Also known as a Memorandum of Agreement (MOA). Agreement between parties clarifying roles and responsibilities, facilitating cooperation, and ensuring compliance. A MOU is not a legally binding agreement.
Months of Available Net Assets (MANA)
Number of months an organization could operate with available reserves if revenue ceased.
Funder’s commitment to provide a guaranteed income stream for two or more years. The organization can focus efforts on service provision instead of on fundraising.
Also known as a Statement of Need or Problem Statement. Describes the problem and target population that the program or project will serve. Includes factual data to support planned programming. Indicates how the funder’s investment will address under-served or unmet needs.
Annual IRS tax return form that public charities and foundations must file with the IRS. Can provide insight into a foundation’s key relationships and giving history.
Notice Of Funding Opportunity (NOFO)
Also known as Funding Opportunity Announcement (FOA), Request For Applications (RFA), and Request For Proposals (RFP). Notice of an active funding opportunity, including guidelines for preparation and submission.
Statement that describes a result to be achieved and is used to monitor progress toward a program/project goal. An objective is SMART - specific, measurable, achievable, relevant, and time-bound.
Results of participation in program or project. Changes in conditions, behaviors, or attitudes. Should be specific, measurable, and meaningful.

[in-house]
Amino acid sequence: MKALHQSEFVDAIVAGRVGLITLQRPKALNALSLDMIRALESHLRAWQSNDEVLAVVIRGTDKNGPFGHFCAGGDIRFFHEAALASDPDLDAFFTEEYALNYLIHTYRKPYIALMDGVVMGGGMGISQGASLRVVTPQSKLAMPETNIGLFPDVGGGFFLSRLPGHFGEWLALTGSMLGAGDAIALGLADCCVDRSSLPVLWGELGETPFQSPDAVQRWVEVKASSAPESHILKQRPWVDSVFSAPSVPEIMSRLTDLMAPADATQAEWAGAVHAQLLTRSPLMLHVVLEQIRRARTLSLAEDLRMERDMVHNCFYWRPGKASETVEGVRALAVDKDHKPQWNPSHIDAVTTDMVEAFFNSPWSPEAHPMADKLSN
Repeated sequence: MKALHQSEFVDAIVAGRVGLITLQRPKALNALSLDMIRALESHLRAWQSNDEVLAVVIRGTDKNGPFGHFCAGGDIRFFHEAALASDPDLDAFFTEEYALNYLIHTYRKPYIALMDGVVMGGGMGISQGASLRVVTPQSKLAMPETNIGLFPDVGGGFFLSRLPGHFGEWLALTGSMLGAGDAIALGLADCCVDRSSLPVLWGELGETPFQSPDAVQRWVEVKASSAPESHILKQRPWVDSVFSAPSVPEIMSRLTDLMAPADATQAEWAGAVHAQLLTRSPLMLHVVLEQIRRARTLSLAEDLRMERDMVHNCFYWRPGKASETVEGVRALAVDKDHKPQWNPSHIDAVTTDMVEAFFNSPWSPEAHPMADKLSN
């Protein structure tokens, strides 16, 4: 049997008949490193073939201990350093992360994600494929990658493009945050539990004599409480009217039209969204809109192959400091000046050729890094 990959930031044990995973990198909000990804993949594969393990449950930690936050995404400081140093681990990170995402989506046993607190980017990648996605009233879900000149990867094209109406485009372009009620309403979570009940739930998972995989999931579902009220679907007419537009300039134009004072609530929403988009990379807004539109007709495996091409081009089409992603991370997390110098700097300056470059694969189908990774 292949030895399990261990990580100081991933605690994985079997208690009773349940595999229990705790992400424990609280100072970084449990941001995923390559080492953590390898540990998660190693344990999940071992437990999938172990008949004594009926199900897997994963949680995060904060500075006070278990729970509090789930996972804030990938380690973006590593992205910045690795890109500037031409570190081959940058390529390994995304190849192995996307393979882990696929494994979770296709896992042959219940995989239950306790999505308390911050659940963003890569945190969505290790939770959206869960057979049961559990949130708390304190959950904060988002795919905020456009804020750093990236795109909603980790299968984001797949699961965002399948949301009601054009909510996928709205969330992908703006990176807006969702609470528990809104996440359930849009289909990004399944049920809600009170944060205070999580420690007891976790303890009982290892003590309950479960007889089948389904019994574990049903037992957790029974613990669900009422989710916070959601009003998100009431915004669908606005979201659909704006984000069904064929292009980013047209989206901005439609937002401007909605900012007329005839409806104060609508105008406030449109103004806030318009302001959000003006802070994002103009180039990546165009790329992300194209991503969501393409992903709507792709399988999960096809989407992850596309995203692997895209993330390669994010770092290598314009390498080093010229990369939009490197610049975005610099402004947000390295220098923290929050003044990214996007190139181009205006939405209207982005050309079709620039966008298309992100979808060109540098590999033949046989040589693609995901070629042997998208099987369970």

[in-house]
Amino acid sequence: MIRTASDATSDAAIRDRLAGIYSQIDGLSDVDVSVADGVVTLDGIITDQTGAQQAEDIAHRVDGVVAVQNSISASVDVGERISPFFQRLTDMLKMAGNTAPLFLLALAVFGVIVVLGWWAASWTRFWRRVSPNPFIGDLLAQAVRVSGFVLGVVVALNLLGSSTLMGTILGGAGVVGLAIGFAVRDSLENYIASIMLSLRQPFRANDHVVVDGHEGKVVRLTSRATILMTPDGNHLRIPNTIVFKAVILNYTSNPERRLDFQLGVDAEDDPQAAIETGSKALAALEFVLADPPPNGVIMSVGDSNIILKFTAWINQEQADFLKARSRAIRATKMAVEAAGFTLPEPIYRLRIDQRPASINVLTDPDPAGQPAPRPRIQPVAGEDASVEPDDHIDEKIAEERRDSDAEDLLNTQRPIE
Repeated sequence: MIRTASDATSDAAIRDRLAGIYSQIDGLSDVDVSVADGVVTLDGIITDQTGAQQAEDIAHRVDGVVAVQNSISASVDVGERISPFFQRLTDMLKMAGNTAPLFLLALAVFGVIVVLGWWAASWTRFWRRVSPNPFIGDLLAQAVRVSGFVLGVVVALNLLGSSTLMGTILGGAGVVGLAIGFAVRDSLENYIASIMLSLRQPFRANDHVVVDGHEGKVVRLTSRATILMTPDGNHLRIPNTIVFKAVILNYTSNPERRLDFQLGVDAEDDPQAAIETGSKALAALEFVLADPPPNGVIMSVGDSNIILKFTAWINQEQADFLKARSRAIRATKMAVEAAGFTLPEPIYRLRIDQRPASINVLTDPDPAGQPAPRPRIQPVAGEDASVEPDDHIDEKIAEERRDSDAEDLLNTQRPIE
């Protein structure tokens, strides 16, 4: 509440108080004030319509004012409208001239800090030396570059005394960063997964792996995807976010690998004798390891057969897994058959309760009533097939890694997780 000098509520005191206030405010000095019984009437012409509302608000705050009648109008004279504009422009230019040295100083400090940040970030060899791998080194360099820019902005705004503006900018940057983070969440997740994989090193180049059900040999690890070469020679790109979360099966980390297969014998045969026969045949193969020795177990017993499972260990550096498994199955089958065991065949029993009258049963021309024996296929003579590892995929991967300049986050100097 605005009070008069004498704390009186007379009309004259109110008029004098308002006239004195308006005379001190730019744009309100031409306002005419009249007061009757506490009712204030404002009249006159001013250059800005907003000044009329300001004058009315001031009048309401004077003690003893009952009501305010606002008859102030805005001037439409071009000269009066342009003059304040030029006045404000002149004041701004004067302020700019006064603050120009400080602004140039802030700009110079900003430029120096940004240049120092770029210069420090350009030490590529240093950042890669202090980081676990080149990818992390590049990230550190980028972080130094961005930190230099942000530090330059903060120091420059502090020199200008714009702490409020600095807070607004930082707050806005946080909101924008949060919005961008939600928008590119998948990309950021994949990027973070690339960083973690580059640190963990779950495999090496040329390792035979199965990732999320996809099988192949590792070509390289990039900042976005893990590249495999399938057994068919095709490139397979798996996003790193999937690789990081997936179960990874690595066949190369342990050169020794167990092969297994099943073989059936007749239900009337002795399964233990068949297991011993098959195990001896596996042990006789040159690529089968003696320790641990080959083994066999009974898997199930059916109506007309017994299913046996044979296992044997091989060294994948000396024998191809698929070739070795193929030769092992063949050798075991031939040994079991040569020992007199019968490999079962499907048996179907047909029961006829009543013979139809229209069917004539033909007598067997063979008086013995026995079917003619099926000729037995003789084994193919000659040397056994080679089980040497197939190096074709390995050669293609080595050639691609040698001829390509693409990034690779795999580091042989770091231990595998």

Services or products delivered in a program or project.
Administrative and fundraising expenses necessary for an organization to do business. Also known as indirect costs. Examples: staff salaries (executive, finance, development, human resources), insurance, audit, technology, mailing expenses, etc.
Writing that is clear, concise, and well-organized. Communicate in a way that your audience can understand the first time they read or hear it.
Ongoing, consistent set of activities and resources to provide a service.
Also known as Proposal Narrative or Project Narrative. Key component of a grant proposal that describes the planned work. Includes purpose, goals, objectives, timeline, evaluation method, and outcomes.
Foundation employee responsible for most aspects of the grantmaking process.
Single, focused initiative with set beginning and end dates.
Data describing observable qualities or characteristics. Collected from open-ended surveys/questionnaires, interviews, focus groups, case studies, and observation. Usually reported in narrative form.